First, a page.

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From "Todd Lipcon (Commented) (JIRA)" <j...@apache.org>
Subject [jira] [Commented] (HDFS-2699) Store data and checksums together in block file
Date Mon, 19 Dec 2011 02:38:30 GMT

    [ https://issues.apache.org/jira/browse/HDFS-2699?page=com.atlassian.jira.plugin.system.issuetabpanels:comment-tabpanel&focusedCommentId=13172006#comment-13172006

Todd Lipcon commented on HDFS-2699:

bq. Modifying any portion of that region will require that the entire data for the region
be read in, and the CRC recomputed for that entire region and the entire region written out

But the cost of random-reading 4K is essentially the same as the cost of reading 512 bytes.
Once you seek to the offset, the data transfer time is insignificant.

Plus, given the 4KB page size used by Linux, all IO is already at this granularity.

bq. An append happens a few days later to extend the file from 9K to 11K. CRC3 is now recomputed
for the 3K-sized region spanning offsets 8K-11K and written out as CRC3-new. But there is
a crash...

This is an existing issue regardless of whether the checksums are interleaved or separate.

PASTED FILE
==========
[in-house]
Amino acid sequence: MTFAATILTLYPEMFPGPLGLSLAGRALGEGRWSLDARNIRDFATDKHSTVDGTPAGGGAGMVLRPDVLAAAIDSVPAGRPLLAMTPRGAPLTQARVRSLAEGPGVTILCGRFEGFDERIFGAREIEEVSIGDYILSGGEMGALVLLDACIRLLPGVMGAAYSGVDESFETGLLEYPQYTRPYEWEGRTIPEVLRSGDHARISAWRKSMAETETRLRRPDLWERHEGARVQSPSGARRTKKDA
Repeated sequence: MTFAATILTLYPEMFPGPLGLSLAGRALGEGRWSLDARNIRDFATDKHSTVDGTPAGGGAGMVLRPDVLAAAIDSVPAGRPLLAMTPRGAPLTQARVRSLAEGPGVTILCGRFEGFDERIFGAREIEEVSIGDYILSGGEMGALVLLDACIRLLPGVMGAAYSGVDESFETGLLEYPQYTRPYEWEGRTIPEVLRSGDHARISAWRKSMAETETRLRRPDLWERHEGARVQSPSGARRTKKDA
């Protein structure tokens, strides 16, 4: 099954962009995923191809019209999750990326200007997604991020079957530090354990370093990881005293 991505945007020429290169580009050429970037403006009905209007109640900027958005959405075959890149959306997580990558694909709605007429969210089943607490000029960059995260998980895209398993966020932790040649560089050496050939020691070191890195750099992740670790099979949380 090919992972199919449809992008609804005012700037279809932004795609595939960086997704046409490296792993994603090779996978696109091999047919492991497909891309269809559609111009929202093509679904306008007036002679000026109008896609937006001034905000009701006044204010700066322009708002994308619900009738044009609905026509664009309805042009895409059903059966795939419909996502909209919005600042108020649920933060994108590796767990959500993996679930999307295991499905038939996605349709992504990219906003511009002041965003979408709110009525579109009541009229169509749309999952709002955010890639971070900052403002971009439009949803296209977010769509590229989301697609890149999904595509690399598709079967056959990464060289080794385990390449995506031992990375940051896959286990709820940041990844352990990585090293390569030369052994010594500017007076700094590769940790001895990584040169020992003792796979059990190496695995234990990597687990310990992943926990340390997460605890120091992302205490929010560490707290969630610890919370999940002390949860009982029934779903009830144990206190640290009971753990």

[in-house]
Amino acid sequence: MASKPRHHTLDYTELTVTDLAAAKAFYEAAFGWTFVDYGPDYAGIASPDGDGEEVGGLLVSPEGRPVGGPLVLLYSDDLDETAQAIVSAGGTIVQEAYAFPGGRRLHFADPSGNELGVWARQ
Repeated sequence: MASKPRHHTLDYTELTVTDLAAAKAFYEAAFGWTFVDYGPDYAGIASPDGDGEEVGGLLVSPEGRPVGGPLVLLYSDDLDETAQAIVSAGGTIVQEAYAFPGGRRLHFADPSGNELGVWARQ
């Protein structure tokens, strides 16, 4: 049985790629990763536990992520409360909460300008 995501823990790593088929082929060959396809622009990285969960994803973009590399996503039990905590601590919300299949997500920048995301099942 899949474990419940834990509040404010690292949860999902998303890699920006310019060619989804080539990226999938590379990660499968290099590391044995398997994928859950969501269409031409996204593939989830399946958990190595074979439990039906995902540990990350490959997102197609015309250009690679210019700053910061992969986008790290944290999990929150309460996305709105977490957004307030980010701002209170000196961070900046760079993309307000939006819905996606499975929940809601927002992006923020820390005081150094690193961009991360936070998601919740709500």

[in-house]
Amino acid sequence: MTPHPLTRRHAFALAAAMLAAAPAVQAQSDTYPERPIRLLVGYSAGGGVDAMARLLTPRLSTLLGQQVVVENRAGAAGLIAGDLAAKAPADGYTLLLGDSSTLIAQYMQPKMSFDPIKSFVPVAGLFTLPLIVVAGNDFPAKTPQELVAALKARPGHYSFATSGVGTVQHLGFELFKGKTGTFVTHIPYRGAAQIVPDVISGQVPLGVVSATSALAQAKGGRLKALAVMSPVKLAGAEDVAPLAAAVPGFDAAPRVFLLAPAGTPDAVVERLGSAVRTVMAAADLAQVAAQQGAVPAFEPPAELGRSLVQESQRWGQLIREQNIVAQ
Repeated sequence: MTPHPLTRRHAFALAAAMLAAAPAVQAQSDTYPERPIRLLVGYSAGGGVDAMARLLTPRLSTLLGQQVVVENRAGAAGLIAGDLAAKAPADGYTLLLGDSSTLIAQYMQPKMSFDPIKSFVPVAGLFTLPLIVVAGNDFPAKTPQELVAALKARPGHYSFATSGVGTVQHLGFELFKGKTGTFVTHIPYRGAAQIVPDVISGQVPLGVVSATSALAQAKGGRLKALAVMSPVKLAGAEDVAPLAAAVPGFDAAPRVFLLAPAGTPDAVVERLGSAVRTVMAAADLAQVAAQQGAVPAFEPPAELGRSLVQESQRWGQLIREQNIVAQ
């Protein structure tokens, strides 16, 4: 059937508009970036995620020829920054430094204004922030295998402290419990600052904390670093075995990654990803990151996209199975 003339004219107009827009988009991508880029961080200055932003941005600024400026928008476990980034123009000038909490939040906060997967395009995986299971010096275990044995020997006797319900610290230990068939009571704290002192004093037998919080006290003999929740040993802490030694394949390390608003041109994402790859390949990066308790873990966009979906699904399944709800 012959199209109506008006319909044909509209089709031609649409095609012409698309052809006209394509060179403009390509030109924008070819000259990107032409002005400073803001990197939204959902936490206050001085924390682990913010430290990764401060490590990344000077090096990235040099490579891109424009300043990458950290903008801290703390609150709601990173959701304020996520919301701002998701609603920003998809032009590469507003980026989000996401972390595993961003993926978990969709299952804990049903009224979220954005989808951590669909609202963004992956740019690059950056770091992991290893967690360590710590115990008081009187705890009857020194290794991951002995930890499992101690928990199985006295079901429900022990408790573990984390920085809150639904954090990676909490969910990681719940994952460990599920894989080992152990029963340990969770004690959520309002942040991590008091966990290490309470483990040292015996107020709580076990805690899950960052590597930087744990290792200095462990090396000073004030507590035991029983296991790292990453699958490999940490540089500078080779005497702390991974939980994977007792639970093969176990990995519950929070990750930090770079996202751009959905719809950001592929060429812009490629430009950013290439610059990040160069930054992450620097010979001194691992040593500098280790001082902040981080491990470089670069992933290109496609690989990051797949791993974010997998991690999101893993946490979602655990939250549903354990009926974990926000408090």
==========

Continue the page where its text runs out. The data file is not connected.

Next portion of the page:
The current solution is that we allow a checksum error on the last "checksum chunk" of a file
in the case that it's being recovered after a crash -- iirc only in the case that _all_ replicas
have this issue. If there is any valid replica, then we use that and truncate/rollback the
other files to the sync boundary.

> Store data and checksums together in block file
> -----------------------------------------------
>                 Key: HDFS-2699
>                 URL: https://issues.apache.org/jira/browse/HDFS-2699
>             Project: Hadoop HDFS
>          Issue Type: Improvement
>            Reporter: dhruba borthakur
>            Assignee: dhruba borthakur
> The current implementation of HDFS stores the data in one block file and the metadata(checksum)
in another block file. This means that every read from HDFS actually consumes two disk iops,
one to the datafile and one to the checksum file. This is a major problem for scaling HBase,
because HBase is usually  bottlenecked on the number of random disk iops that the storage-hardware

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